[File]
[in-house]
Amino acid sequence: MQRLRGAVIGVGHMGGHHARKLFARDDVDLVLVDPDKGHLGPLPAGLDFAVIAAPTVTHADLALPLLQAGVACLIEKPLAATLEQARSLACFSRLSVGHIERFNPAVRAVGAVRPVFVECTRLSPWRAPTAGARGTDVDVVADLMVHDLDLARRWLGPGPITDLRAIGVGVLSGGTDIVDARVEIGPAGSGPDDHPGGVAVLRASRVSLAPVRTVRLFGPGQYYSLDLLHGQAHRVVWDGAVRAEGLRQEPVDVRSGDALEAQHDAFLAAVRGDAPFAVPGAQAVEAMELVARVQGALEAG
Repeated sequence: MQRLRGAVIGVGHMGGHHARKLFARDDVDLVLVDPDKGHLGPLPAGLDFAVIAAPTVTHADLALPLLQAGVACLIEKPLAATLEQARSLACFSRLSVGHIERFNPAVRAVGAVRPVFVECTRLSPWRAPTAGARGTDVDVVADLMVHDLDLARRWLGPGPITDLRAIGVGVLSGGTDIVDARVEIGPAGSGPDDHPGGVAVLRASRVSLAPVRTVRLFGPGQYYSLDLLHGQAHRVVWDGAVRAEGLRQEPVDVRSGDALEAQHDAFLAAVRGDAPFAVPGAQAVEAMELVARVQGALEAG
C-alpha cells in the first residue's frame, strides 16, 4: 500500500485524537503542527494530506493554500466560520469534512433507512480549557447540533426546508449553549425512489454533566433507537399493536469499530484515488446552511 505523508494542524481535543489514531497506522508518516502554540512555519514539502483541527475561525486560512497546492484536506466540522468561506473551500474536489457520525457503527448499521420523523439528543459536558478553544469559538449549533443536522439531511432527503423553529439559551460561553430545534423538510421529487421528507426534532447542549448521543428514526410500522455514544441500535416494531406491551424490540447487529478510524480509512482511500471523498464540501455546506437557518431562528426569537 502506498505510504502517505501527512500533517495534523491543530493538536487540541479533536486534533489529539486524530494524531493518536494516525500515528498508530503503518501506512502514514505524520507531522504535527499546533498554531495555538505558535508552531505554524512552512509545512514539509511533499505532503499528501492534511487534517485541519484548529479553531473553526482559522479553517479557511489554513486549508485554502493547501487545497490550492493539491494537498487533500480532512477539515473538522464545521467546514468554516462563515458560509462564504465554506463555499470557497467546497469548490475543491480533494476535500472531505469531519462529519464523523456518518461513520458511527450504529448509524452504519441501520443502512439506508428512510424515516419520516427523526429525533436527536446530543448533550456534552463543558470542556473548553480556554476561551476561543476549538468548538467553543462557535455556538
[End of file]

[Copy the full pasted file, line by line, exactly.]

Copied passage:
[in-house]
Amino acid sequence: MQRLRGAVIGVGHMGGHHARKLFARDDVDLVLVDPDKGHLGPLPAGLDFAVIAAPTVTHADLALPLLQAGVACLIEKPLAATLEQARSLACFSRLSVGHIERFNPAVRAVGAVRPVFVECTRLSPWRAPTAGARGTDVDVVADLMVHDLDLARRWLGPGPITDLRAIGVGVLSGGTDIVDARVEIGPAGSGPDDHPGGVAVLRASRVSLAPVRTVRLFGPGQYYSLDLLHGQAHRVVWDGAVRAEGLRQEPVDVRSGDALEAQHDAFLAAVRGDAPFAVPGAQAVEAMELVARVQGALEAG
Repeated sequence: MQRLRGAVIGVGHMGGHHARKLFARDDVDLVLVDPDKGHLGPLPAGLDFAVIAAPTVTHADLALPLLQAGVACLIEKPLAATLEQARSLACFSRLSVGHIERFNPAVRAVGAVRPVFVECTRLSPWRAPTAGARGTDVDVVADLMVHDLDLARRWLGPGPITDLRAIGVGVLSGGTDIVDARVEIGPAGSGPDDHPGGVAVLRASRVSLAPVRTVRLFGPGQYYSLDLLHGQAHRVVWDGAVRAEGLRQEPVDVRSGDALEAQHDAFLAAVRGDAPFAVPGAQAVEAMELVARVQGALEAG
C-alpha cells in the first residue's frame, strides 16, 4: 500500500485524537503542527494530506493554500466560520469534512433507512480549557447540533426546508449553549425512489454533566433507537399493536469499530484515488446552511 505523508494542524481535543489514531497506522508518516502554540512555519514539502483541527475561525486560512497546492484536506466540522468561506473551500474536489457520525457503527448499521420523523439528543459536558478553544469559538449549533443536522439531511432527503423553529439559551460561553430545534423538510421529487421528507426534532447542549448521543428514526410500522455514544441500535416494531406491551424490540447487529478510524480509512482511500471523498464540501455546506437557518431562528426569537 502506498505510504502517505501527512500533517495534523491543530493538536487540541479533536486534533489529539486524530494524531493518536494516525500515528498508530503503518501506512502514514505524520507531522504535527499546533498554531495555538505558535508552531505554524512552512509545512514539509511533499505532503499528501492534511487534517485541519484548529479553531473553526482559522479553517479557511489554513486549508485554502493547501487545497490550492493539491494537498487533500480532512477539515473538522464545521467546514468554516462563515458560509462564504465554506463555499470557497467546497469548490475543491480533494476535500472531505469531519462529519464523523456518518461513520458511527450504529448509524452504519441501520443502512439506508428512510424515516419520516427523526429525533436527536446530543448533550456534552463543558470542556473548553480556554476561551476561543476549538468548538467553543462557535455556538